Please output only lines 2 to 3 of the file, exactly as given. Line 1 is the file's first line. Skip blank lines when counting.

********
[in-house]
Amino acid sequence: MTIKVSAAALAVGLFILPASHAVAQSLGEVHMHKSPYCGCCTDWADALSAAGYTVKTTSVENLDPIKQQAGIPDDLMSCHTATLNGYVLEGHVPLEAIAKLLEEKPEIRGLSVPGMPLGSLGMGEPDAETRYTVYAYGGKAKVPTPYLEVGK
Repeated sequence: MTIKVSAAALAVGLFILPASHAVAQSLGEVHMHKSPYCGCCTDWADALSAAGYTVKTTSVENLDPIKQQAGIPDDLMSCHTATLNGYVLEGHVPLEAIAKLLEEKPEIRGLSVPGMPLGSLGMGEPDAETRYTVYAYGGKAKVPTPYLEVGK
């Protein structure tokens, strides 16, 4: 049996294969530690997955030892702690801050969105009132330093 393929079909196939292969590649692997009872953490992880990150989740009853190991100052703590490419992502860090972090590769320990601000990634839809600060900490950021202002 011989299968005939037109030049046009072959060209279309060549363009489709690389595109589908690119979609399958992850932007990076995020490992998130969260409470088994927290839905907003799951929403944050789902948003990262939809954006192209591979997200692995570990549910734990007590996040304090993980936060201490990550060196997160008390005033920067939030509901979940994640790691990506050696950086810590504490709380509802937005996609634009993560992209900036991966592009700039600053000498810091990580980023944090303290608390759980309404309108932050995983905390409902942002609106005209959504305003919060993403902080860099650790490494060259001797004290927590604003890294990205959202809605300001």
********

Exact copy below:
Amino acid sequence: MTIKVSAAALAVGLFILPASHAVAQSLGEVHMHKSPYCGCCTDWADALSAAGYTVKTTSVENLDPIKQQAGIPDDLMSCHTATLNGYVLEGHVPLEAIAKLLEEKPEIRGLSVPGMPLGSLGMGEPDAETRYTVYAYGGKAKVPTPYLEVGK
Repeated sequence: MTIKVSAAALAVGLFILPASHAVAQSLGEVHMHKSPYCGCCTDWADALSAAGYTVKTTSVENLDPIKQQAGIPDDLMSCHTATLNGYVLEGHVPLEAIAKLLEEKPEIRGLSVPGMPLGSLGMGEPDAETRYTVYAYGGKAKVPTPYLEVGK